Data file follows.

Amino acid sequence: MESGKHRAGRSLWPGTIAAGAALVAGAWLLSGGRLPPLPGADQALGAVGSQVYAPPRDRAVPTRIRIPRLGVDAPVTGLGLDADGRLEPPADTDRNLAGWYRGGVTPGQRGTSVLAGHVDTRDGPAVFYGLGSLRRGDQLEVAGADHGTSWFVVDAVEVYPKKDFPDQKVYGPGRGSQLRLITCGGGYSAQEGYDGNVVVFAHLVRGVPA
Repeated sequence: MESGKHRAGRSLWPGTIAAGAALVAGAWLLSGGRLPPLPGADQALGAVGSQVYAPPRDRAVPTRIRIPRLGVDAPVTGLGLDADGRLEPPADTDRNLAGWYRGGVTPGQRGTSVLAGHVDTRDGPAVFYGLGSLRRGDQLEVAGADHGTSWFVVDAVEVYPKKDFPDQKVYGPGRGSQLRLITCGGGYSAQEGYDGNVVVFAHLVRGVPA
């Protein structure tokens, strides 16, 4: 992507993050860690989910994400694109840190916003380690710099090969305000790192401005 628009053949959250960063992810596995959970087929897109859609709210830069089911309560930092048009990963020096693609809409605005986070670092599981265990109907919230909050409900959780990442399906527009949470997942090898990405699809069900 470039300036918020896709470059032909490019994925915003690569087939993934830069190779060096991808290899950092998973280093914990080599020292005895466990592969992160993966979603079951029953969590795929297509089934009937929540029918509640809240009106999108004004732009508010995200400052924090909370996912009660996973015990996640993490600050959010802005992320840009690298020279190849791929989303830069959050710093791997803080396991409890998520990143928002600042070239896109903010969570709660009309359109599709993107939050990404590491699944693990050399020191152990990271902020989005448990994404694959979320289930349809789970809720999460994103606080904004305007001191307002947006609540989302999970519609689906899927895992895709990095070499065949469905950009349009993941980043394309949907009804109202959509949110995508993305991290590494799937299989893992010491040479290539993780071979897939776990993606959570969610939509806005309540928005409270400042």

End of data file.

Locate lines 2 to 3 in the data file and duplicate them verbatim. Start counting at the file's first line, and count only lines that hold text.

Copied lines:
Repeated sequence: MESGKHRAGRSLWPGTIAAGAALVAGAWLLSGGRLPPLPGADQALGAVGSQVYAPPRDRAVPTRIRIPRLGVDAPVTGLGLDADGRLEPPADTDRNLAGWYRGGVTPGQRGTSVLAGHVDTRDGPAVFYGLGSLRRGDQLEVAGADHGTSWFVVDAVEVYPKKDFPDQKVYGPGRGSQLRLITCGGGYSAQEGYDGNVVVFAHLVRGVPA
């Protein structure tokens, strides 16, 4: 992507993050860690989910994400694109840190916003380690710099090969305000790192401005 628009053949959250960063992810596995959970087929897109859609709210830069089911309560930092048009990963020096693609809409605005986070670092599981265990109907919230909050409900959780990442399906527009949470997942090898990405699809069900 470039300036918020896709470059032909490019994925915003690569087939993934830069190779060096991808290899950092998973280093914990080599020292005895466990592969992160993966979603079951029953969590795929297509089934009937929540029918509640809240009106999108004004732009508010995200400052924090909370996912009660996973015990996640993490600050959010802005992320840009690298020279190849791929989303830069959050710093791997803080396991409890998520990143928002600042070239896109903010969570709660009309359109599709993107939050990404590491699944693990050399020191152990990271902020989005448990994404694959979320289930349809789970809720999460994103606080904004305007001191307002947006609540989302999970519609689906899927895992895709990095070499065949469905950009349009993941980043394309949907009804109202959509949110995508993305991290590494799937299989893992010491040479290539993780071979897939776990993606959570969610939509806005309540928005409270400042």